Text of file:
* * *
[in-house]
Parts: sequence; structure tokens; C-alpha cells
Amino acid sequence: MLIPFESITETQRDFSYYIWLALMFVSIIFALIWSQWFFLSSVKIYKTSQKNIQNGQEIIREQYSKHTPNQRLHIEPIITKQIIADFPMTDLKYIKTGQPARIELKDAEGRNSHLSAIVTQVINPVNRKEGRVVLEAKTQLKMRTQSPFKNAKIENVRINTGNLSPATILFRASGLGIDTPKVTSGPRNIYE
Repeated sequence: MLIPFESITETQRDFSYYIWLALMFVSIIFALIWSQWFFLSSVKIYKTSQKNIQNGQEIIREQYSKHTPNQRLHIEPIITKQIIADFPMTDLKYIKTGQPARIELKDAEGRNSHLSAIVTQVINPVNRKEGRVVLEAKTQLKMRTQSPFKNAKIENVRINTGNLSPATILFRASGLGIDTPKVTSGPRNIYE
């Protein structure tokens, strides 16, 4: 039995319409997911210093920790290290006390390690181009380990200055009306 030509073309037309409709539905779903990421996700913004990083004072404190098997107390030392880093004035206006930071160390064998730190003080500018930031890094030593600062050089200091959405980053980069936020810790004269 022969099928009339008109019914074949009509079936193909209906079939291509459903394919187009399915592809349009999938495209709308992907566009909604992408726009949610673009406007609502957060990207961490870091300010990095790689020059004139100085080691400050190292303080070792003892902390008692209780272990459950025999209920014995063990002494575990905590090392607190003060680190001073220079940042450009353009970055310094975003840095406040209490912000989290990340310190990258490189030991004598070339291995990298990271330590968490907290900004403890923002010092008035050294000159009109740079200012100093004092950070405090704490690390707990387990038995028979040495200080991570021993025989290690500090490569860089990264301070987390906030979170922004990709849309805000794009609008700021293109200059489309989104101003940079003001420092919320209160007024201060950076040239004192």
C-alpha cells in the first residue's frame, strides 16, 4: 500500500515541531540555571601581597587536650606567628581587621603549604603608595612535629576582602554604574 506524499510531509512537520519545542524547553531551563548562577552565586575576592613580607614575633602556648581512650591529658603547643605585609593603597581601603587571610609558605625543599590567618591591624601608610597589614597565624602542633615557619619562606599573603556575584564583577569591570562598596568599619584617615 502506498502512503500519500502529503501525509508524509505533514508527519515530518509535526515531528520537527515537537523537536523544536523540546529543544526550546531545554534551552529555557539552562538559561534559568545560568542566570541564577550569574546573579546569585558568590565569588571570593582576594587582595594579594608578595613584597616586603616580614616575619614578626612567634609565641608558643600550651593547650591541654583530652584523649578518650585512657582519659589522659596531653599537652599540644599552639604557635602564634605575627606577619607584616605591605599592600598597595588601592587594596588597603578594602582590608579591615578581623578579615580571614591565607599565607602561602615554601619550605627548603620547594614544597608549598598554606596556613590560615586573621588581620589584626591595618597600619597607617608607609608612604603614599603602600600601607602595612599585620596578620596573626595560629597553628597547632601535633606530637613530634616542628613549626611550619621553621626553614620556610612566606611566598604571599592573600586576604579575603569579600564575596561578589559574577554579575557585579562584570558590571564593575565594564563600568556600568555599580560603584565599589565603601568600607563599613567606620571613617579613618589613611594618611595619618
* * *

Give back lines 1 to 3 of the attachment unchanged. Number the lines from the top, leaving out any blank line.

[in-house]
Parts: sequence; structure tokens; C-alpha cells
Amino acid sequence: MLIPFESITETQRDFSYYIWLALMFVSIIFALIWSQWFFLSSVKIYKTSQKNIQNGQEIIREQYSKHTPNQRLHIEPIITKQIIADFPMTDLKYIKTGQPARIELKDAEGRNSHLSAIVTQVINPVNRKEGRVVLEAKTQLKMRTQSPFKNAKIENVRINTGNLSPATILFRASGLGIDTPKVTSGPRNIYE